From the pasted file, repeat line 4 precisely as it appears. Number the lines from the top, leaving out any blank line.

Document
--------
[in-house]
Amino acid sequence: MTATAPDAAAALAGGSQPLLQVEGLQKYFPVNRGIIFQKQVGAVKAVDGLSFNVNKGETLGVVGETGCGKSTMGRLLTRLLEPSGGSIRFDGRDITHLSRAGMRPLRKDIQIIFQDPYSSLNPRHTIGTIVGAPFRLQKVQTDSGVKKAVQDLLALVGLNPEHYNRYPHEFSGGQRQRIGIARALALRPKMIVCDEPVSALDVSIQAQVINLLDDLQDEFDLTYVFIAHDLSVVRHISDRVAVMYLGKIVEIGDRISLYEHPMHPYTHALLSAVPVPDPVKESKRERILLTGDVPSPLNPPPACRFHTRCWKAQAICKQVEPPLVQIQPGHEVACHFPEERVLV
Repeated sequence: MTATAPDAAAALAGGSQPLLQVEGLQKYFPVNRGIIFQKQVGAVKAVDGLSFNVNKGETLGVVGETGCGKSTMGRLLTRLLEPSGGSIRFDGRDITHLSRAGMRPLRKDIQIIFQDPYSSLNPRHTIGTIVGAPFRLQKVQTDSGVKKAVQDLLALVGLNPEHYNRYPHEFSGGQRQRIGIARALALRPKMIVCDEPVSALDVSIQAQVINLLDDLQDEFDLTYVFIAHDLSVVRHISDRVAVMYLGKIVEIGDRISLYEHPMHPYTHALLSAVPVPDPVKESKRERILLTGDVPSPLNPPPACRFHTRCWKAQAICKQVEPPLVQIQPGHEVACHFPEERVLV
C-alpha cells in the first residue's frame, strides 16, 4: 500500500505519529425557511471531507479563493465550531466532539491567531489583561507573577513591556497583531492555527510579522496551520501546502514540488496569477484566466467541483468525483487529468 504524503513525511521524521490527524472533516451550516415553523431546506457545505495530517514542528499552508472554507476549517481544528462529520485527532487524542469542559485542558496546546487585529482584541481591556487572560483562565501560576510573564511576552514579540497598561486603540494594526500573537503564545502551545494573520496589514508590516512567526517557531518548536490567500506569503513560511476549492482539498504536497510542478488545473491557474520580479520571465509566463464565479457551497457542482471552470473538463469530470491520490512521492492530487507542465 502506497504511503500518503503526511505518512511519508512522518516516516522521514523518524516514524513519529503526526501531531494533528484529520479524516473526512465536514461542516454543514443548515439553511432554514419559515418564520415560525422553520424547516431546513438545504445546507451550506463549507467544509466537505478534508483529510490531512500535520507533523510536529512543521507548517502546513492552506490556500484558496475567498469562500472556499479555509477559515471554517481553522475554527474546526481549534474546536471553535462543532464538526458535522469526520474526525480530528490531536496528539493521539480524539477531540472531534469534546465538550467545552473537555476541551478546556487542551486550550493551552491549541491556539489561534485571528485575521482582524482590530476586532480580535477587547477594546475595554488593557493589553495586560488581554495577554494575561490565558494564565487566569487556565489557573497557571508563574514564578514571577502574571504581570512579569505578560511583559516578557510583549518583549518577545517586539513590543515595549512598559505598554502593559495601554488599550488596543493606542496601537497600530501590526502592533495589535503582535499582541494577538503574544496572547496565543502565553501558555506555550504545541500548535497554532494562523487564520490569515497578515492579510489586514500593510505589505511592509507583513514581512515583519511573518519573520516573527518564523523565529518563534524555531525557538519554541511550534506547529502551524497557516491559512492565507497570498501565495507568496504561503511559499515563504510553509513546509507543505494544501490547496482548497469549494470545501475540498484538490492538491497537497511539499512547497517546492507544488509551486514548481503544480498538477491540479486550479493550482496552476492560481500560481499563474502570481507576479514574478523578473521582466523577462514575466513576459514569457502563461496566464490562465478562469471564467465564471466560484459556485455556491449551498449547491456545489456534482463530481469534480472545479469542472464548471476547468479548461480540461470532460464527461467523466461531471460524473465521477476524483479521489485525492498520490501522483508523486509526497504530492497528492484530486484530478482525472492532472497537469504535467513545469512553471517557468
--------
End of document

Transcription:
C-alpha cells in the first residue's frame, strides 16, 4: 500500500505519529425557511471531507479563493465550531466532539491567531489583561507573577513591556497583531492555527510579522496551520501546502514540488496569477484566466467541483468525483487529468 504524503513525511521524521490527524472533516451550516415553523431546506457545505495530517514542528499552508472554507476549517481544528462529520485527532487524542469542559485542558496546546487585529482584541481591556487572560483562565501560576510573564511576552514579540497598561486603540494594526500573537503564545502551545494573520496589514508590516512567526517557531518548536490567500506569503513560511476549492482539498504536497510542478488545473491557474520580479520571465509566463464565479457551497457542482471552470473538463469530470491520490512521492492530487507542465 502506497504511503500518503503526511505518512511519508512522518516516516522521514523518524516514524513519529503526526501531531494533528484529520479524516473526512465536514461542516454543514443548515439553511432554514419559515418564520415560525422553520424547516431546513438545504445546507451550506463549507467544509466537505478534508483529510490531512500535520507533523510536529512543521507548517502546513492552506490556500484558496475567498469562500472556499479555509477559515471554517481553522475554527474546526481549534474546536471553535462543532464538526458535522469526520474526525480530528490531536496528539493521539480524539477531540472531534469534546465538550467545552473537555476541551478546556487542551486550550493551552491549541491556539489561534485571528485575521482582524482590530476586532480580535477587547477594546475595554488593557493589553495586560488581554495577554494575561490565558494564565487566569487556565489557573497557571508563574514564578514571577502574571504581570512579569505578560511583559516578557510583549518583549518577545517586539513590543515595549512598559505598554502593559495601554488599550488596543493606542496601537497600530501590526502592533495589535503582535499582541494577538503574544496572547496565543502565553501558555506555550504545541500548535497554532494562523487564520490569515497578515492579510489586514500593510505589505511592509507583513514581512515583519511573518519573520516573527518564523523565529518563534524555531525557538519554541511550534506547529502551524497557516491559512492565507497570498501565495507568496504561503511559499515563504510553509513546509507543505494544501490547496482548497469549494470545501475540498484538490492538491497537497511539499512547497517546492507544488509551486514548481503544480498538477491540479486550479493550482496552476492560481500560481499563474502570481507576479514574478523578473521582466523577462514575466513576459514569457502563461496566464490562465478562469471564467465564471466560484459556485455556491449551498449547491456545489456534482463530481469534480472545479469542472464548471476547468479548461480540461470532460464527461467523466461531471460524473465521477476524483479521489485525492498520490501522483508523486509526497504530492497528492484530486484530478482525472492532472497537469504535467513545469512553471517557468